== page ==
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Chronicle of the NonPop Revolution


 
The Essay
Show #314
Dance of the Coelacanths
David Gunn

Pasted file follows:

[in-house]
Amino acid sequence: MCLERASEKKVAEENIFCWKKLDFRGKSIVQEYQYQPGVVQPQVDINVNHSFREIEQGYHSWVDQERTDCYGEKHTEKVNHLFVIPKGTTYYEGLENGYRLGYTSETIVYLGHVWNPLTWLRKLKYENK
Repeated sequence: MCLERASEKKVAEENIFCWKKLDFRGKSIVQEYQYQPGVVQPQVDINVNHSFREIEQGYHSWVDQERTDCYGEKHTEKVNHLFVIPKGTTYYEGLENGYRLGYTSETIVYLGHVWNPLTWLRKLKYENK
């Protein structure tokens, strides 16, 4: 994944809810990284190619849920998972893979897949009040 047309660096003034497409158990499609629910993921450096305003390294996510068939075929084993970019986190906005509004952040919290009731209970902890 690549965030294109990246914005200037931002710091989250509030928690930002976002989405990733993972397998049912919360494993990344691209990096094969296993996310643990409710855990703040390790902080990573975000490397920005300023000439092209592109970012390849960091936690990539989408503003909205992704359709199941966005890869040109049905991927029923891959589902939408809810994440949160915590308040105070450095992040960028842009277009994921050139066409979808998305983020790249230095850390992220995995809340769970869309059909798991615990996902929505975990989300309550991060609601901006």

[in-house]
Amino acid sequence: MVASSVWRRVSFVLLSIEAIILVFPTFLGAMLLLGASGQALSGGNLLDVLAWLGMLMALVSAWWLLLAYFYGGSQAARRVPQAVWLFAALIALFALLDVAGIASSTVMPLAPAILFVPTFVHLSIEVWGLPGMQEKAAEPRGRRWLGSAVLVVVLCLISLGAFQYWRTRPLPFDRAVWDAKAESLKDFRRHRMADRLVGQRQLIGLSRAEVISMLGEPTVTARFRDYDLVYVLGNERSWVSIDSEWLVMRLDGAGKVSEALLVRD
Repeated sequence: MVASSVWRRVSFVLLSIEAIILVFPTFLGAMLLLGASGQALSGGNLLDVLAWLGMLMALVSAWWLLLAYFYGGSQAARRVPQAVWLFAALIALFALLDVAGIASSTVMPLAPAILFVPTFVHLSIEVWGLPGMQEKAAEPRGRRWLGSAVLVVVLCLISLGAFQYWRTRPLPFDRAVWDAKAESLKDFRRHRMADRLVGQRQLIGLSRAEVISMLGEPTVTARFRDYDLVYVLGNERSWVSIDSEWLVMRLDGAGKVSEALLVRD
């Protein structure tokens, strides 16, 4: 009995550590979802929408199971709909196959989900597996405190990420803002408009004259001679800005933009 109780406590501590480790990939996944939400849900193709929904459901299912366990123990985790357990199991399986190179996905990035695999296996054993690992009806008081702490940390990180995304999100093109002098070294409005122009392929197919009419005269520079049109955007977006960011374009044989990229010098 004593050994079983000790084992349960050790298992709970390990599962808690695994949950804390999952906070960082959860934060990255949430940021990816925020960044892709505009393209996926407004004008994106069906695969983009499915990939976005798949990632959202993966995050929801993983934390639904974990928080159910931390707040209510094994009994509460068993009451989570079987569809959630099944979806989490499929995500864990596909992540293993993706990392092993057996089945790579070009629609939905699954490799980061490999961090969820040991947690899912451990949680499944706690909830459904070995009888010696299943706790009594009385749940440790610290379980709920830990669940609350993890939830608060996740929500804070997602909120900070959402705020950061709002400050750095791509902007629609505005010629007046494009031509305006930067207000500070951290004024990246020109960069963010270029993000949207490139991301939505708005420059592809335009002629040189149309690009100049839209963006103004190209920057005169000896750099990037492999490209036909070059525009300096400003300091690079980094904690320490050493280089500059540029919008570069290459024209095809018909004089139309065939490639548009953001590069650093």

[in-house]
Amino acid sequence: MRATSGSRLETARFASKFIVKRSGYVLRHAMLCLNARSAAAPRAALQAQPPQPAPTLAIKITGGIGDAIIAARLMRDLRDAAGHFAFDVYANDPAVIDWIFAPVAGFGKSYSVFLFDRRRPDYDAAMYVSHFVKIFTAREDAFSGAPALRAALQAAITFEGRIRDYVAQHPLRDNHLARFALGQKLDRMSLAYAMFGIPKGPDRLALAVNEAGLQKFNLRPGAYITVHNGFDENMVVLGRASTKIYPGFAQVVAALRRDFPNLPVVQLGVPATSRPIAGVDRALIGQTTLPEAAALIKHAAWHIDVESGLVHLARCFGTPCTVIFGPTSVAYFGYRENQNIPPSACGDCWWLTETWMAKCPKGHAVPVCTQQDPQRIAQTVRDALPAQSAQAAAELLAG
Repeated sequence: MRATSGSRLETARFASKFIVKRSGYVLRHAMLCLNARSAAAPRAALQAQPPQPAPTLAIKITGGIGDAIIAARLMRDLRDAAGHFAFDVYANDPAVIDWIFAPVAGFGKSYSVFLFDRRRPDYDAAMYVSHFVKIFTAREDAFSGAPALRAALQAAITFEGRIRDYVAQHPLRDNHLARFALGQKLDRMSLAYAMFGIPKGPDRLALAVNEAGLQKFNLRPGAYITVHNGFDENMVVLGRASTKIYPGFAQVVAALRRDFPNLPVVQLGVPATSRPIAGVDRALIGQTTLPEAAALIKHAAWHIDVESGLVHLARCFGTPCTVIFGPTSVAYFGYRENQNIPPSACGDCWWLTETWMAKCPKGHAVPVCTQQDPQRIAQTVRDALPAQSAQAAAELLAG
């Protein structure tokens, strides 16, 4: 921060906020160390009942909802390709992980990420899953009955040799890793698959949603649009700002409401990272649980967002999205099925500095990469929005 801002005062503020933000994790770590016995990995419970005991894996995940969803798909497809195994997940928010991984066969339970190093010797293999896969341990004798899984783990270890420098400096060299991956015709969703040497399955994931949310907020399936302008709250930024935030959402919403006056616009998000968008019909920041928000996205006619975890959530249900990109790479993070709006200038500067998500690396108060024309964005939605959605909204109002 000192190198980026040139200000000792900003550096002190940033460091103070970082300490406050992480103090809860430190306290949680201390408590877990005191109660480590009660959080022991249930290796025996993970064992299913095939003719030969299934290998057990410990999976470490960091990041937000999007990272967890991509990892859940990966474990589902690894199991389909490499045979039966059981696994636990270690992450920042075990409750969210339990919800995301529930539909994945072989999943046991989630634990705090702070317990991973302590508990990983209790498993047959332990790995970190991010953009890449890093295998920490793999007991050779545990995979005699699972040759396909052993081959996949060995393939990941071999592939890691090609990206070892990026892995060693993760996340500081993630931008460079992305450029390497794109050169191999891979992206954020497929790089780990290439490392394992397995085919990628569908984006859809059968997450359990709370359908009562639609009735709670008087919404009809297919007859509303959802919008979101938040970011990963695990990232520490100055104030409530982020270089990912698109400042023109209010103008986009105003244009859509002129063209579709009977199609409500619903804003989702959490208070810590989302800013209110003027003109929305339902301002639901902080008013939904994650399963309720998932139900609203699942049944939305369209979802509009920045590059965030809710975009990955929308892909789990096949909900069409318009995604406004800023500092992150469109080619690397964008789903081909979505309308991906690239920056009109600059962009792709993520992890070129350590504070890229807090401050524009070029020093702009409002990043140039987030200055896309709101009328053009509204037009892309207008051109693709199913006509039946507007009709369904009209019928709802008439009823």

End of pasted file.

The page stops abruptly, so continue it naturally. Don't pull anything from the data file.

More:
Meanwhile, back on the forgottenmost fork of the Gauley River that cleaved Bung Hollow, West Virginia, like an ill-fated flying squirrel at a skeet shooting convention, Canadian Wingate had opted not to tell his cousin the truth about the sentient noses that hovered over the river just outside of the slightly submerged bungalow. He based his decision partly because the story was simply too implausible for normal human consumption -- not that his cousin had met "normal human" criteria for many years -- and partly because half an hour ago his cousin had slipped into a trancelike state and had not uttered a word or shown any sign of metabolism since, though his nostrils did continue to keen in what anthropomorphists might term parallel fifths. Outside, beneath the watchful -- well, under ordinary literary circumstances, the word would be gaze, but since the noun doing the gazing in this case is four score-plus noses, perhaps a better word would be -- "sniff" of 80 gravity-defying smell organs, the water began to roil anew. Then the surface was broken by a dozen piscine lobular fins effecting an elongated figure eight, much as the ears had done earlier. In fact, it was a continuation of an aquatic ballet that began more than 350 million years ago: the "dance of the coelacanths." Low on the food chain favorites list thanks to its urea-saturated flesh, the coelacanth prospered from the Devonian to the Triassic Periods. But then an anomaly in the taste buds of the ichthyosaurs made the lobular crossopterygian appetizing again, and its numbers soon dwindled. But Aunt Nature apparently wasn't about to let the coelacanth go the way of the pileated smorgasbordium, because simultaneous upheavals in continental drift drove the otherwise doomed fish to new spawning territory: the remote backwaters of what is now the Gauley River in West Virginia. And so the coelacanth prospered for more millennia than you can shake a pileated stick at, until 1999, when bunco operator-turned-bungee jumper Bung Hollow Wingate, mistaking one of the ancient fish for a recently engineered deep sea bunny, captured it, cooked it and ate it. Urea-saturated flesh is normally an acquired taste, but it has already been suggested that Bung Hollow Wingate did not easily suffer the moniker of "normal." Neither, apparently, did his fellow townmates, who likewise found the carbamidic tang wholly savory. The result was a flurry of fish fries on the banks of the Gauley, which decimated the coelacanth population -- until ...